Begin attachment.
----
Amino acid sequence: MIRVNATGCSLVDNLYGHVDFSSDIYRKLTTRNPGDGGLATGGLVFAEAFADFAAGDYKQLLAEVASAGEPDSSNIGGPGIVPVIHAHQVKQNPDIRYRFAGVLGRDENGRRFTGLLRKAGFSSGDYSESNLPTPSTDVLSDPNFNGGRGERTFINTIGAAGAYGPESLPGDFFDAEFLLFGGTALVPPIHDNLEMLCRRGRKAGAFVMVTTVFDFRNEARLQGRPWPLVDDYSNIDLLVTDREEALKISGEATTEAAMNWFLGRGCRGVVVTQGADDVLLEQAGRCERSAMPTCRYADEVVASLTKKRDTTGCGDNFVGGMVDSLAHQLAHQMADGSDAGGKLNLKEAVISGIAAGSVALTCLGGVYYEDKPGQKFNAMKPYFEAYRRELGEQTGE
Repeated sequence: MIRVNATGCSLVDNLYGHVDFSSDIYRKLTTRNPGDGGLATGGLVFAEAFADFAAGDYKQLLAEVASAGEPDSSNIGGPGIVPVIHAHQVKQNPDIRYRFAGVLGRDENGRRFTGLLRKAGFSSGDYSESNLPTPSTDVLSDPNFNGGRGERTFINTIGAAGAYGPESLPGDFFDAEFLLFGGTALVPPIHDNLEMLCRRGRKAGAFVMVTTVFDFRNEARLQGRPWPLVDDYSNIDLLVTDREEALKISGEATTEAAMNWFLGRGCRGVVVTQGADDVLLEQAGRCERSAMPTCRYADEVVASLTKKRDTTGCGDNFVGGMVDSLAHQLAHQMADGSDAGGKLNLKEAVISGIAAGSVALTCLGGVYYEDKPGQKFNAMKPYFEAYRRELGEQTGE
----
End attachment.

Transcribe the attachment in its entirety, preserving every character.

Amino acid sequence: MIRVNATGCSLVDNLYGHVDFSSDIYRKLTTRNPGDGGLATGGLVFAEAFADFAAGDYKQLLAEVASAGEPDSSNIGGPGIVPVIHAHQVKQNPDIRYRFAGVLGRDENGRRFTGLLRKAGFSSGDYSESNLPTPSTDVLSDPNFNGGRGERTFINTIGAAGAYGPESLPGDFFDAEFLLFGGTALVPPIHDNLEMLCRRGRKAGAFVMVTTVFDFRNEARLQGRPWPLVDDYSNIDLLVTDREEALKISGEATTEAAMNWFLGRGCRGVVVTQGADDVLLEQAGRCERSAMPTCRYADEVVASLTKKRDTTGCGDNFVGGMVDSLAHQLAHQMADGSDAGGKLNLKEAVISGIAAGSVALTCLGGVYYEDKPGQKFNAMKPYFEAYRRELGEQTGE
Repeated sequence: MIRVNATGCSLVDNLYGHVDFSSDIYRKLTTRNPGDGGLATGGLVFAEAFADFAAGDYKQLLAEVASAGEPDSSNIGGPGIVPVIHAHQVKQNPDIRYRFAGVLGRDENGRRFTGLLRKAGFSSGDYSESNLPTPSTDVLSDPNFNGGRGERTFINTIGAAGAYGPESLPGDFFDAEFLLFGGTALVPPIHDNLEMLCRRGRKAGAFVMVTTVFDFRNEARLQGRPWPLVDDYSNIDLLVTDREEALKISGEATTEAAMNWFLGRGCRGVVVTQGADDVLLEQAGRCERSAMPTCRYADEVVASLTKKRDTTGCGDNFVGGMVDSLAHQLAHQMADGSDAGGKLNLKEAVISGIAAGSVALTCLGGVYYEDKPGQKFNAMKPYFEAYRRELGEQTGE